• It’s the guns, stupid! As documented in the New York Times article on mass shootings, the reason why the United States is the only high income democratic country in the world in which mass shootings occur on a regular basis, and why the overall rate of gun related deaths in the USA is 10 times higher than the average in these other countries, is that the rate of gun ownership in our country is much higher than in every other high income democratic country of the world. The high rate of gun ownership in the United States is due, in turn, to our exceedingly lax gun control laws as compared with every other high income democratic country.
  • Contact your elected officials to demand that they openly advocate and actively work toward the adoption of the same kind of stringent gun control laws in the United States that have long been in place in every other high income democratic country of the world, including a complete ban on civilian ownership of all automatic and semi-automatic rifles and stringent restrictions, if not a complete ban, on civilian ownership of handguns.
  • Good guys with guns don’t prevent mass shootings or reduce the daily toll of gun violence in our country. On the contrary, people with concealed weapons permits have committed mass shootings and many other criminal homicides. (See the Violence Policy Center report on “Concealed Carry Killers” for more information on this topic.)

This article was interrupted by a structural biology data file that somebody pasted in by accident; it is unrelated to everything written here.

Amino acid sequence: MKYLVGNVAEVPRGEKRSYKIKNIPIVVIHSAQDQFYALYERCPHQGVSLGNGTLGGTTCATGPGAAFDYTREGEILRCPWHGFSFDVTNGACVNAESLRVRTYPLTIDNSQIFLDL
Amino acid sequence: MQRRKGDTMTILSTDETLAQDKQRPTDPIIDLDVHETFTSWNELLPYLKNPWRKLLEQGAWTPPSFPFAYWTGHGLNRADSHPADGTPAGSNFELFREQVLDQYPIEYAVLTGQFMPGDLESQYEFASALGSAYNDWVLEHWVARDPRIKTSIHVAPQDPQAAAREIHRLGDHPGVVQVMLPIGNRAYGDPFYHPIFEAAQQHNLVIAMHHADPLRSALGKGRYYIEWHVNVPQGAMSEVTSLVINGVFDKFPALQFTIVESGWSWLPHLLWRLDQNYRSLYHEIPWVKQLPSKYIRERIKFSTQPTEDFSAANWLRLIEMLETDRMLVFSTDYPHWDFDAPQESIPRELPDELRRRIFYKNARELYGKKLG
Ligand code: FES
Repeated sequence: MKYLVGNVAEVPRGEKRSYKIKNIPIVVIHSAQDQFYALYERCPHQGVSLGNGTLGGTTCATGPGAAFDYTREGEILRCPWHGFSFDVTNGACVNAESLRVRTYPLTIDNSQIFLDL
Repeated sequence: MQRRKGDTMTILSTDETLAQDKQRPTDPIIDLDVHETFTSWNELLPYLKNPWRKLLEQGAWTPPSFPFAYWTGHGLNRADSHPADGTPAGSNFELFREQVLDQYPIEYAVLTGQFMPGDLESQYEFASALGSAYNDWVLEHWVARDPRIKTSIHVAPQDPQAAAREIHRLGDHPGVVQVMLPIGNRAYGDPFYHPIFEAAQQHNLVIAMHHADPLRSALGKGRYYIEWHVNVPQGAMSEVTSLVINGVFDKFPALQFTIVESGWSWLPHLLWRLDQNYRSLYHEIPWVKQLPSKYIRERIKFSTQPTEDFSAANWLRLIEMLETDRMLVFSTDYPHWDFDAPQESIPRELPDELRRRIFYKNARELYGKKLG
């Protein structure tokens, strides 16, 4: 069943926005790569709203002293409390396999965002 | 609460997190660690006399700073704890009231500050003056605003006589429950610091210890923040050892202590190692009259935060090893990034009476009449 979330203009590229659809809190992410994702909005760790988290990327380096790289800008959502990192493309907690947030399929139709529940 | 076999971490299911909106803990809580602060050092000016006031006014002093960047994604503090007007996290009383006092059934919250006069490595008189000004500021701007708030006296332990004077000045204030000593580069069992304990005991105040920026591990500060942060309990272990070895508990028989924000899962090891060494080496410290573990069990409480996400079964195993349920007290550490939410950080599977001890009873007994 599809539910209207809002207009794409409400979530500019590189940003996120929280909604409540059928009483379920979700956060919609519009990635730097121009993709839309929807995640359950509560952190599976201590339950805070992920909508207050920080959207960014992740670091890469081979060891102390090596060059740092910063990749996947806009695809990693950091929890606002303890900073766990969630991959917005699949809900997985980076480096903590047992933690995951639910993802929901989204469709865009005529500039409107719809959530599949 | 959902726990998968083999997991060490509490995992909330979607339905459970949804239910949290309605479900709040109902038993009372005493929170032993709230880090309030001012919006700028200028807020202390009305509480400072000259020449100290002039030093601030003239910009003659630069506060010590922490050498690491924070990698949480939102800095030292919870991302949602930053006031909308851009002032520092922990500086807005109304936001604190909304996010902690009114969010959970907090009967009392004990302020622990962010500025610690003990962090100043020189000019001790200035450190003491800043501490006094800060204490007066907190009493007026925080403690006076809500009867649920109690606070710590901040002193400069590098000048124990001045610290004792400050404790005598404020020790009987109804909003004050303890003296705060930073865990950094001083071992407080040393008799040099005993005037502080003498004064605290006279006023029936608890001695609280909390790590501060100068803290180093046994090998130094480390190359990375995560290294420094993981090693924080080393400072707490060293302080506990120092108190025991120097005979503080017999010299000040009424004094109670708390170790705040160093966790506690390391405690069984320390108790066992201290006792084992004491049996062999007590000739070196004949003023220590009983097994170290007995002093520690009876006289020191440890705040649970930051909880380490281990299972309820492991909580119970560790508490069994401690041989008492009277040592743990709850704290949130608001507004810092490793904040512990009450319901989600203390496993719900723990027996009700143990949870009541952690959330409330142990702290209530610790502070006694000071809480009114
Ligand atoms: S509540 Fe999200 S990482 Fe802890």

• Contact your US Senators and your US Representative and demand that they oppose H.R.38 and S.B.446, bills to make a concealed weapons permit issued in one state good in any other state.

Until the rogue Heller decision in 2008, there was no “Second Amendment right” for anyone to own any kind of a gun in the United States outside of service in a “well regulated militia.” Even after Heller, there’s no constitutional right to own an assault rifle. (See the post on the Facts and FAQ’s page of the Americans Against Gun Violence website concerning the Second Amendment for more details.)